It’s hard to imagine how much of the houses we currently live in have changed over the years. The appliances that the kids of Generation Z are growing up with include smart refrigerators that can help create shopping lists and smart speakers that answer any question you ever wanted the answer of.
However, for people of the past generations, the things that populated the interior of their houses were completely different, including the object below. While many younger people might not recognize it, this accordion-like metal frame was crucial for comfort, especially in the Midwest and Northeastern parts of the United States from the months of October to April.
The appliance below could creak and crack, even making a noise that sounds like hammering or knocking and could give unsuspecting children a real fright.
Were you able to guess what this is?
If not, here is the answer: The object above is an old-fashioned steam radiator. At a time when most houses and apartments didn’t have ductwork, and electric space heaters hadn’t yet been invented, steam radiators became a part of the very first central heating systems.
The idea of using hot water to circulate through pipes or a frame throughout a room was pioneered in the 19th century in the United States and Russia. However, it was the American Radiator Company, founded in 1892, that popularized the durable cast-iron radiator, which became a standard household appliance across the country.
An advertisement for the company that appeared in the Baltimore Sun in 1913 extolled the virtues of this invention. “High winds cannot arrest nor chilling cold offset the ample flow of warmth from IDEAL Boilers and American Radiators.” While previous steam heating systems had been used in public buildings, these new radiators were marketed to and priced within reach of the ordinary American family.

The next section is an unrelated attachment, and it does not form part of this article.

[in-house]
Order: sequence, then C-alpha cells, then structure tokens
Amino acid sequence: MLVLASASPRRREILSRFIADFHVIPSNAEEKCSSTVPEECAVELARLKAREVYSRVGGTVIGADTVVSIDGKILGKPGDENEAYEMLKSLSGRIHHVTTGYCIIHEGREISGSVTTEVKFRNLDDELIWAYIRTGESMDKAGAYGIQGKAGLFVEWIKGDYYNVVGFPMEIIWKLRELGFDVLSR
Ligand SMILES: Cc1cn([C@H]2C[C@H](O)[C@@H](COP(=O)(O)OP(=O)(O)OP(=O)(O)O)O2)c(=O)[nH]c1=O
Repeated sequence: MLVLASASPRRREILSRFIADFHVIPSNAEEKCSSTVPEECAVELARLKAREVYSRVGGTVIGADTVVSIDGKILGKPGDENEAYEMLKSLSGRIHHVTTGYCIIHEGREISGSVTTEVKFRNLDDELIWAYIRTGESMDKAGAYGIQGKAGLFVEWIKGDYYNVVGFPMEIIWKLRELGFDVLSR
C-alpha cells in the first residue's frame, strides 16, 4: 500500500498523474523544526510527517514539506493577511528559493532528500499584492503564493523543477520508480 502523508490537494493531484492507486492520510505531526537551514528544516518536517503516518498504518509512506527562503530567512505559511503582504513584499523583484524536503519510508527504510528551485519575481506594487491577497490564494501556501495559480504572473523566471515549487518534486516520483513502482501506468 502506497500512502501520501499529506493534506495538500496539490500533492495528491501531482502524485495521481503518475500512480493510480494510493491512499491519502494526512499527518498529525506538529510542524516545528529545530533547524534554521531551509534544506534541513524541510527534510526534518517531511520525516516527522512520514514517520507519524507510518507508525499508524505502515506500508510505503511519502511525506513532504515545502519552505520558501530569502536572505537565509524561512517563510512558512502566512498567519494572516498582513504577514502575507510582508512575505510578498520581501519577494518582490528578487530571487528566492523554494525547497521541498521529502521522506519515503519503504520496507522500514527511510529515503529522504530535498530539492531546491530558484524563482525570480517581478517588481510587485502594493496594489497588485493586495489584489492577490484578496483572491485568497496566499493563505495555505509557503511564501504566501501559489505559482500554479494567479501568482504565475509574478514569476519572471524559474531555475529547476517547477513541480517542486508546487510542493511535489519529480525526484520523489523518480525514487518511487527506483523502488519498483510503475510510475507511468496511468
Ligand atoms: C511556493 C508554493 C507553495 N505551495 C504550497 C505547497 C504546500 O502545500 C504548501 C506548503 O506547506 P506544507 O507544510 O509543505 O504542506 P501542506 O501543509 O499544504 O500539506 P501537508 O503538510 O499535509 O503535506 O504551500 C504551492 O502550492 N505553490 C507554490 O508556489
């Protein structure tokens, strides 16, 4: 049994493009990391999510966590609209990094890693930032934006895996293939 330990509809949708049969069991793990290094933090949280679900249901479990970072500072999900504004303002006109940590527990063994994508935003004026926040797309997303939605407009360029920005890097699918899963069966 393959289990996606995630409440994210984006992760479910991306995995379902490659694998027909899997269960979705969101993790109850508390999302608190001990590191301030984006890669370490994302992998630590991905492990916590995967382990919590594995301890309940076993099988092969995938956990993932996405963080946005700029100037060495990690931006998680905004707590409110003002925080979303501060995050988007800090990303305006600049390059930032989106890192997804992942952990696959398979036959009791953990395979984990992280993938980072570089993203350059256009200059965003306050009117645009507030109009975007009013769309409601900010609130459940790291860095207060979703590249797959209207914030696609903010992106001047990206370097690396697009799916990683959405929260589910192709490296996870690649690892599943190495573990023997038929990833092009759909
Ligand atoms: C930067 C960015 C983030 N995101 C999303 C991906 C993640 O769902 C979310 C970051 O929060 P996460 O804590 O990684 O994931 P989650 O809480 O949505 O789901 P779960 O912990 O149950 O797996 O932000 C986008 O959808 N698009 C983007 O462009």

With a central boiler that ran on coal or heating oil, families could have radiators installed in every room that replaced the wood fireplaces and cast-iron stoves that were used during the cold winters as the sole source of heat. These older devices would leave the house smoky and sooty and make it difficult to breathe in. However, these new radiators promised to keep the air clean for everyone to breathe in.
But perhaps the biggest problem with this system was the noise it produced. For someone who has never experienced them, they can be difficult to describe, but Popular Mechanics explains the sounds produced by these machines as “very aggravating sounds” as “banging, knocking, whistling, and squeaking.”
When radiators are misaligned, water can get trapped in the pipes.
During the baby boom and the growth of the suburbs, many new houses and buildings had ducts added to accommodate air conditioning along with heating in one central system. Many older buildings were eventually retrofitted to this all-in-one system and radiators then become a thing of the past for most Americans, although they are still the norm in Europe, where air conditioning remains relatively uncommon.
For those who grew up huddled next to their radiator for warmth during the chill of winter or were woken up at night by the strange sounds, their nostalgia might be tinged with a sense of relief that that creaking system in the corner of the room isn’t there anymore.